In November 2021, we worked with Freddie Mac Multifamily on a rent reporting initiative that would bring financial tools into the hands of renters nationwide. We knew the impact of the work would be broad-reaching, but less than 18 months later, we’re seeing the real-world influence that rent reporting has had.
This initiative has brought rent reporting into more than 1,400 properties across the country, and over 184,000 units are now reporting their rent payments through Esusu. Many of the renters in these units did not have a credit score when the initiative began, and today 27,393 renters have established a credit score for the first time. Of all of the residents who saw an increase in their credit scores because of rent reporting, the average increase through the duration of the initiative was 46 points. As the initiative grows, these numbers are growing too.
What excites us most about these metrics is understanding what these new and improved credit scores mean for renters. What we’ve learned is truly amazing.
New credit lines
Lower-income households are most likely to be unbanked and the least likely to have a savings cushion or access to credit to weather inflation or financial emergencies. According to the FDIC, as of 2017, 80% of unbanked households also did not have a credit score (compared to 20% of all American households).
The ultimate goal of creating and building credit is better access to affordable, traditional bank credit that makes wealth-building in America possible. Traditional credit lines include credit cards, car loans, student loans, mortgages, and personal loans available at much lower interest rates than those from predatory lenders.
These new and improved credit scores through the Freddie Mac initiative with Esusu have led to 102,089 renters establishing a new line of credit.
How renters are using this new access to credit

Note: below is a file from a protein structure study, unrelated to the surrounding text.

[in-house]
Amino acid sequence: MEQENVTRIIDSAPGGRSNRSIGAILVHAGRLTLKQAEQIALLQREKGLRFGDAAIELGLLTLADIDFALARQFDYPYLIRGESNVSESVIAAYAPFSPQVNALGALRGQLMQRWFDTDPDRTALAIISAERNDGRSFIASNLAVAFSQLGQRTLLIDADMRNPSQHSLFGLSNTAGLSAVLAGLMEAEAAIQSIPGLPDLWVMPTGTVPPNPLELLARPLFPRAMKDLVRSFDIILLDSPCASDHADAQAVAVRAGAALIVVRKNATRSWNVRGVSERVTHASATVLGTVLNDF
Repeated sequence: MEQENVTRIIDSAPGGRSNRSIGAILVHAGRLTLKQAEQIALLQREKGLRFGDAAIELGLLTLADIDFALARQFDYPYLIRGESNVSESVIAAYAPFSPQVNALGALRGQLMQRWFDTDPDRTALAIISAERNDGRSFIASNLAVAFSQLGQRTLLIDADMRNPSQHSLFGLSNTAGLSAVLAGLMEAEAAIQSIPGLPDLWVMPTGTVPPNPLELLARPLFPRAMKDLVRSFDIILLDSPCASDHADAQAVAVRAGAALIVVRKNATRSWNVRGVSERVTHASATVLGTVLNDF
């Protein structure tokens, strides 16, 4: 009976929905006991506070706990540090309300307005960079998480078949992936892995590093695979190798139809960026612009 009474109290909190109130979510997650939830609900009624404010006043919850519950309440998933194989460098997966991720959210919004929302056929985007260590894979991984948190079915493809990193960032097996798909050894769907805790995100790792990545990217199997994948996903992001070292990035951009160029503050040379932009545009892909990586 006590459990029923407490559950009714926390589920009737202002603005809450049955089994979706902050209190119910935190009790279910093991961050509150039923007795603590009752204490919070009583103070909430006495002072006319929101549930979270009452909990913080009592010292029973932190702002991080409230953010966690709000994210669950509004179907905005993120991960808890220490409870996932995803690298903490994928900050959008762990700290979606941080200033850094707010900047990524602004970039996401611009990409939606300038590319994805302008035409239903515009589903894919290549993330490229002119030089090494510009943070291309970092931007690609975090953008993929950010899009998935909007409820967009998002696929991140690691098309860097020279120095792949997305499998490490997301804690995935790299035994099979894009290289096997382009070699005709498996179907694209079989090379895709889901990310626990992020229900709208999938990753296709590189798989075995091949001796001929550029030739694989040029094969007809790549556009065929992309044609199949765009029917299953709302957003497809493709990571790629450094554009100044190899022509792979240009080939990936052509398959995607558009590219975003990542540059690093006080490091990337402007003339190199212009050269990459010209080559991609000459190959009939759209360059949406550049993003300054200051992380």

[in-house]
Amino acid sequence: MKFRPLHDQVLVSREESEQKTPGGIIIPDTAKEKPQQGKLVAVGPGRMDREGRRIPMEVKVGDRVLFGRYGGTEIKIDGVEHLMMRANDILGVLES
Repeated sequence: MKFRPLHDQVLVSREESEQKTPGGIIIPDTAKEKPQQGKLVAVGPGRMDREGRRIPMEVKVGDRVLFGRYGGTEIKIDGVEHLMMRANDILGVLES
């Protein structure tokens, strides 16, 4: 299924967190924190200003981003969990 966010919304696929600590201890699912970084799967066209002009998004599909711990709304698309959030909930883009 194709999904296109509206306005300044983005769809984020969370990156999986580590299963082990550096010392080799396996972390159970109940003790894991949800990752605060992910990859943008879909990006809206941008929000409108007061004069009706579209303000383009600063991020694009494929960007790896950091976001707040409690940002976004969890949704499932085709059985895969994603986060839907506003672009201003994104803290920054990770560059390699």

One of the most valuable and popular credit lines we saw renters open was car loans, with 16,900+ car loans granted to those with new or improved credit.
Extensive research by the Federal Reserve Bank of Chicago explains that car loans have a significant economic impact on low- to moderate-income (LMI) households. Why? The top reason is that cars get people to their jobs. 76.9% of workers use cars to get to work (a combination of driving alone or carpooling).1 When you exclude employees who work from home (an option many LMI workers do not have), that number jumps to more than 91%.1
Cars can help people access more profitable jobs too. According to the Federal Reserve Bank of Chicago, in a study where people without cars received subsidized vehicles, 75% could find better jobs or increase earnings.1
There’s also the advantage of being able to pick up gig economy work, get better access to food to build healthier lives, and access better education opportunities.
The initiative has been so successful that Freddie Mac Multifamily is making it even easier for borrowers to access these incentives for residents of multifamily properties with Freddie Mac financing. Eligible borrowers can now access one year of Esusu services for free. This includes rent reporting and access to social impact reporting that helps owners and operators support their ESG strategies.
Any borrower who wants to take advantage of the initiative can contact Esusu directly at FRE@esusu.org or on our website at esusu.com/freddie-mac.
1. “The Importance of Cars and Car Loans for People with Low and Moderate Incomes,” Federal Reserve Bank of Chicago, July 2022.